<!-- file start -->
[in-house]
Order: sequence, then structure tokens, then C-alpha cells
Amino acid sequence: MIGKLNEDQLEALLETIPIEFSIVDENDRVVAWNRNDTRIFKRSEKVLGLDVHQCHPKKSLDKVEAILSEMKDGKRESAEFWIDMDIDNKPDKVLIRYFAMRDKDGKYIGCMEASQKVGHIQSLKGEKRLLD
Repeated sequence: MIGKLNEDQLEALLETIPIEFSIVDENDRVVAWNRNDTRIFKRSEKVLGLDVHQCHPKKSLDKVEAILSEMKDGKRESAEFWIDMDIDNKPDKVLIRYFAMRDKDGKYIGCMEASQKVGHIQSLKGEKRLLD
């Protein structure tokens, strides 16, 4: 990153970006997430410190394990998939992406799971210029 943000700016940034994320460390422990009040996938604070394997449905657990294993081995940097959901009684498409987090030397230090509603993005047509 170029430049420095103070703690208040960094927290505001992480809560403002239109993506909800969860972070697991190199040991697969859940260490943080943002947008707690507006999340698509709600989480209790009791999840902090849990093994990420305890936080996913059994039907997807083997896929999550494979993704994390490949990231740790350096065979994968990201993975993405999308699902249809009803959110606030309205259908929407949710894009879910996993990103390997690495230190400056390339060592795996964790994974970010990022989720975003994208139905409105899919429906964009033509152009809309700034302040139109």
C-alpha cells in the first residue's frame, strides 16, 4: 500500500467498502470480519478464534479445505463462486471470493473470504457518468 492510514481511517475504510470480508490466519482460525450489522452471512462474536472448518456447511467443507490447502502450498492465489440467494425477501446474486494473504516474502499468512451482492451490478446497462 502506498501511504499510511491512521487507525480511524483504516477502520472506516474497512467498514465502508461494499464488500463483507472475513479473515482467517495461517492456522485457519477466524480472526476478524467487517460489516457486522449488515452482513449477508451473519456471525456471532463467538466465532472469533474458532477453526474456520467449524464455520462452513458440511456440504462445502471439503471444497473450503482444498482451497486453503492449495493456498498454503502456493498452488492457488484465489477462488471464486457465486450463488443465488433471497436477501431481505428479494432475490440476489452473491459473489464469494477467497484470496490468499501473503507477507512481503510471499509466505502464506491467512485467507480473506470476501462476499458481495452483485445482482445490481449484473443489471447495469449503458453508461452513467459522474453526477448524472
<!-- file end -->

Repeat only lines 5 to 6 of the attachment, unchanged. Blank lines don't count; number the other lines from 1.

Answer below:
């Protein structure tokens, strides 16, 4: 990153970006997430410190394990998939992406799971210029 943000700016940034994320460390422990009040996938604070394997449905657990294993081995940097959901009684498409987090030397230090509603993005047509 170029430049420095103070703690208040960094927290505001992480809560403002239109993506909800969860972070697991190199040991697969859940260490943080943002947008707690507006999340698509709600989480209790009791999840902090849990093994990420305890936080996913059994039907997807083997896929999550494979993704994390490949990231740790350096065979994968990201993975993405999308699902249809009803959110606030309205259908929407949710894009879910996993990103390997690495230190400056390339060592795996964790994974970010990022989720975003994208139905409105899919429906964009033509152009809309700034302040139109």
C-alpha cells in the first residue's frame, strides 16, 4: 500500500467498502470480519478464534479445505463462486471470493473470504457518468 492510514481511517475504510470480508490466519482460525450489522452471512462474536472448518456447511467443507490447502502450498492465489440467494425477501446474486494473504516474502499468512451482492451490478446497462 502506498501511504499510511491512521487507525480511524483504516477502520472506516474497512467498514465502508461494499464488500463483507472475513479473515482467517495461517492456522485457519477466524480472526476478524467487517460489516457486522449488515452482513449477508451473519456471525456471532463467538466465532472469533474458532477453526474456520467449524464455520462452513458440511456440504462445502471439503471444497473450503482444498482451497486453503492449495493456498498454503502456493498452488492457488484465489477462488471464486457465486450463488443465488433471497436477501431481505428479494432475490440476489452473491459473489464469494477467497484470496490468499501473503507477507512481503510471499509466505502464506491467512485467507480473506470476501462476499458481495452483485445482482445490481449484473443489471447495469449503458453508461452513467459522474453526477448524472